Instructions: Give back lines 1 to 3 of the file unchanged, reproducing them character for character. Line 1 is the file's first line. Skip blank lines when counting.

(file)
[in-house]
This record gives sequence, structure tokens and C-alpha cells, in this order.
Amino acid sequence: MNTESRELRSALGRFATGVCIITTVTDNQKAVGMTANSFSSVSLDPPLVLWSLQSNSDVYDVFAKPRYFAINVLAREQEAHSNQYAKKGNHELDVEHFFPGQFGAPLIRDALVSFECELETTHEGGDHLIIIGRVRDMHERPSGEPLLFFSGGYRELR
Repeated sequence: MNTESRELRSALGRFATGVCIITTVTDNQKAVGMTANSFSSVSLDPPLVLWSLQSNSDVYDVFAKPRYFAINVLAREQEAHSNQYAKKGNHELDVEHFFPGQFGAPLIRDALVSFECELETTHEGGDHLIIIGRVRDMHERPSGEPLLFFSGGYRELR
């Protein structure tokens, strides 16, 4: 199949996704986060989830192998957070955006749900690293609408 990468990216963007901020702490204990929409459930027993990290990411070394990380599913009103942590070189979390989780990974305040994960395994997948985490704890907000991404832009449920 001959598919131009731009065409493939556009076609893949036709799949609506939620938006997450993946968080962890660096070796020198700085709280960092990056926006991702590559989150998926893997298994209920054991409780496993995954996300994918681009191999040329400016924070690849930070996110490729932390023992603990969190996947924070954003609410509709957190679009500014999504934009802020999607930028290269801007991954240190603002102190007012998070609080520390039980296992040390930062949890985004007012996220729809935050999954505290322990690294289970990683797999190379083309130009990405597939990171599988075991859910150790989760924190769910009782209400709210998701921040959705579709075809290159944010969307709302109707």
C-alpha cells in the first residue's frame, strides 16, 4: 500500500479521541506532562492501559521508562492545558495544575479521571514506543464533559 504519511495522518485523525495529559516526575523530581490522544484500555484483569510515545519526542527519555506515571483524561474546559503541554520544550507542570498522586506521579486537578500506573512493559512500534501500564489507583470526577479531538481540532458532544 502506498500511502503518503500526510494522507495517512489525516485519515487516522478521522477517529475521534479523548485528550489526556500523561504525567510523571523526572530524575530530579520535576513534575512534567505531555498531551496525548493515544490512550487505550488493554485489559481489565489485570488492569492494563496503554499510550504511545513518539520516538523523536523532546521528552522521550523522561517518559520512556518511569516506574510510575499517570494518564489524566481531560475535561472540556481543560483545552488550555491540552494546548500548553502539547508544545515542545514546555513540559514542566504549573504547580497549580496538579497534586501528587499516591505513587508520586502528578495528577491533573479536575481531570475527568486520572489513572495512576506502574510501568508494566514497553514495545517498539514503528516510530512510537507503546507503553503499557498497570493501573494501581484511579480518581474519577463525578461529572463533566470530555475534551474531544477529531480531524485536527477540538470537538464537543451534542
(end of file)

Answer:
[in-house]
This record gives sequence, structure tokens and C-alpha cells, in this order.
Amino acid sequence: MNTESRELRSALGRFATGVCIITTVTDNQKAVGMTANSFSSVSLDPPLVLWSLQSNSDVYDVFAKPRYFAINVLAREQEAHSNQYAKKGNHELDVEHFFPGQFGAPLIRDALVSFECELETTHEGGDHLIIIGRVRDMHERPSGEPLLFFSGGYRELR